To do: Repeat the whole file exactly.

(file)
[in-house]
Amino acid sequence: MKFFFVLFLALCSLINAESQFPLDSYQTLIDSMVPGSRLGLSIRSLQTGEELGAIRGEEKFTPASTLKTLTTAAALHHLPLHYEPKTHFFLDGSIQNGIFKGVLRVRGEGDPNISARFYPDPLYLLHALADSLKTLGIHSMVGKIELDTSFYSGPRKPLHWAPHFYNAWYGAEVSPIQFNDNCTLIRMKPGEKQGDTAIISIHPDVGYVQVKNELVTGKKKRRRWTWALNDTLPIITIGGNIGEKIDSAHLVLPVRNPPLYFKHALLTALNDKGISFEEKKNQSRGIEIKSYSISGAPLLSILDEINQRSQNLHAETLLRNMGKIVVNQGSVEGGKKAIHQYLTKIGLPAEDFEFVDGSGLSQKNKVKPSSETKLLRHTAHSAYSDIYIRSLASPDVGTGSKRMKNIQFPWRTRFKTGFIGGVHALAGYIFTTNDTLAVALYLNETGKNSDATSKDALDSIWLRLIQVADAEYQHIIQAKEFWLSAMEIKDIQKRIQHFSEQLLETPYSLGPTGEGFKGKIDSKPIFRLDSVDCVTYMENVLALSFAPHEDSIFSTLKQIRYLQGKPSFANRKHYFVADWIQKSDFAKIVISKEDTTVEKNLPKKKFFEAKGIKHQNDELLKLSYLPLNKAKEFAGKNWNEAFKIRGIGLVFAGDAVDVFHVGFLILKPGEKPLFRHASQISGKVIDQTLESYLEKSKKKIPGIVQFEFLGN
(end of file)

[in-house]
Amino acid sequence: MKFFFVLFLALCSLINAESQFPLDSYQTLIDSMVPGSRLGLSIRSLQTGEELGAIRGEEKFTPASTLKTLTTAAALHHLPLHYEPKTHFFLDGSIQNGIFKGVLRVRGEGDPNISARFYPDPLYLLHALADSLKTLGIHSMVGKIELDTSFYSGPRKPLHWAPHFYNAWYGAEVSPIQFNDNCTLIRMKPGEKQGDTAIISIHPDVGYVQVKNELVTGKKKRRRWTWALNDTLPIITIGGNIGEKIDSAHLVLPVRNPPLYFKHALLTALNDKGISFEEKKNQSRGIEIKSYSISGAPLLSILDEINQRSQNLHAETLLRNMGKIVVNQGSVEGGKKAIHQYLTKIGLPAEDFEFVDGSGLSQKNKVKPSSETKLLRHTAHSAYSDIYIRSLASPDVGTGSKRMKNIQFPWRTRFKTGFIGGVHALAGYIFTTNDTLAVALYLNETGKNSDATSKDALDSIWLRLIQVADAEYQHIIQAKEFWLSAMEIKDIQKRIQHFSEQLLETPYSLGPTGEGFKGKIDSKPIFRLDSVDCVTYMENVLALSFAPHEDSIFSTLKQIRYLQGKPSFANRKHYFVADWIQKSDFAKIVISKEDTTVEKNLPKKKFFEAKGIKHQNDELLKLSYLPLNKAKEFAGKNWNEAFKIRGIGLVFAGDAVDVFHVGFLILKPGEKPLFRHASQISGKVIDQTLESYLEKSKKKIPGIVQFEFLGN